Since the beginning of the rock era, there have only been seven songs that topped the charts that are sung completely in a foreign language. (And that counts one that was number one just this summer of 2017.) So far, I have covered two of them, “Nel Blu Dipinto Di Blu” (also known as “Volare”) which hit number one in 1958 sung by Domenico Modugno in Italian. Then came “Sukiyaki” by Kyu Sakamoto which hit number one earlier in 1963, sung in Japanese. Now comes the third song sung in a foreign language, “Dominique” by the Singing Nun sung in French.
The story of how “Dominique” came to be is a fascinating one. In 1961, two nuns from a nearby convent pulled up in front of Philips Records in Brussels, Belgium. They asked if they might be allowed to record a few songs on their equipment and produce a recording that they could give away as gifts. The people at Philips told them they were much too busy to accommodate the nuns and sent them away. Several months later, the nuns returned to Philips and asked again if they might record their songs. This time, they let them in and the nuns went to work. One of those nuns was named Sister Luc-Gabrielle. Her real name was Jeanne-Paule Marie Deckers and she was born in 1933 in Brussels. She entered the convent in 1959 and took the name of Sister Luc-Gabrielle.
Sister Luc-Gabrielle could sing and play the guitar and would entertain the other women in the order with her music. When she and her friend recorded the songs in Philips studio, the people started listening and realized they might have something. So, Philips Records got permission from the diocese and released an album of the nuns music. One of the songs on that album was “Dominique.”
“Dominique” tells the story of the founder of the Dominican Order. It was written by Sister Luc-Gabrielle and when the song was released, it made her an instant celebrity. She started giving concerts and even appeared on the Ed Sullivan Show in early 1964. “Dominique” was the first and, I believe, still is the only song from a Belgian singer to reach number one in the United States. Of course, it also reached number one in many other countries.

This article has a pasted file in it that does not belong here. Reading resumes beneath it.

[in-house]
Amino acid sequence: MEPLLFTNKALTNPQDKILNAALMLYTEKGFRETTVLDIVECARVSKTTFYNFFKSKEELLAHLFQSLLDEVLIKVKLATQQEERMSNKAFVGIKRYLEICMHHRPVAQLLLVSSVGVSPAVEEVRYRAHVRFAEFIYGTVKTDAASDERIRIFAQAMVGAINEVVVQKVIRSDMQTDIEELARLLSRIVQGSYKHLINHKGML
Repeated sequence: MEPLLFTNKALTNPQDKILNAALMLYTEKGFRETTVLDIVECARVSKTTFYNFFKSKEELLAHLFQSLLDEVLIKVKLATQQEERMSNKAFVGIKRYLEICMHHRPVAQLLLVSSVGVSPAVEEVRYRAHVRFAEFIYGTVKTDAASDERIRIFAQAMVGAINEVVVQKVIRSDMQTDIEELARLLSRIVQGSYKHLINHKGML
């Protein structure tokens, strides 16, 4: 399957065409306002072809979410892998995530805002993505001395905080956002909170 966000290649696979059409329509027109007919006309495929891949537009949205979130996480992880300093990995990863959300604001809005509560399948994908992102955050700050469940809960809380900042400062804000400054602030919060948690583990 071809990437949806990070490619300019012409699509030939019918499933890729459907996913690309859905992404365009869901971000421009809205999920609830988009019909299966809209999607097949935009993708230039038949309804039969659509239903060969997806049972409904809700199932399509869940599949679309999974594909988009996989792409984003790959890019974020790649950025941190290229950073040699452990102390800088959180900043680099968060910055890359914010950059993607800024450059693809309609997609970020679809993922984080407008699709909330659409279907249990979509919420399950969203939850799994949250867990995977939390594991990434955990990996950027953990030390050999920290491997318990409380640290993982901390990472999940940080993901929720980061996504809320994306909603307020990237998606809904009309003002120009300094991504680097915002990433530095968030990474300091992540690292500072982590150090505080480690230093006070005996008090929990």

But fame was hard to handle for a nun who has taken certain vows. Sister Luc-Gabrielle had trouble being a star and being a nun and soon left the order to enter civilian life. She continued to record, but never had another hit, being a true one-hit wonder. In 1966, Debbie Reynolds played her in a movie called The Singing Nun which was supposed to based on her life. Sister Luc-Gabrielle said it was mostly fiction.
Sadly, after leaving the convent, she had a rough life, fighting the church on many issues, the main one being birth control. She even recorded a song called “Glory Be to God for the Golden Pill” which was the birth control pill. After leaving the convent, she met up with an old friend from her youth named Annie Pecher and the two moved in together and were friends and, perhaps lovers, until on March 29, 1985, they both took an overdose of barbiturates and alcohol, taking their lives. They only asked that they be buried together, which they were. This ended the sad life of the Singing Nun.
“Dominique” entered the pop charts on November 16, 1963 and spent the last four weeks of 1963 at number one, making it the last number one of 1963.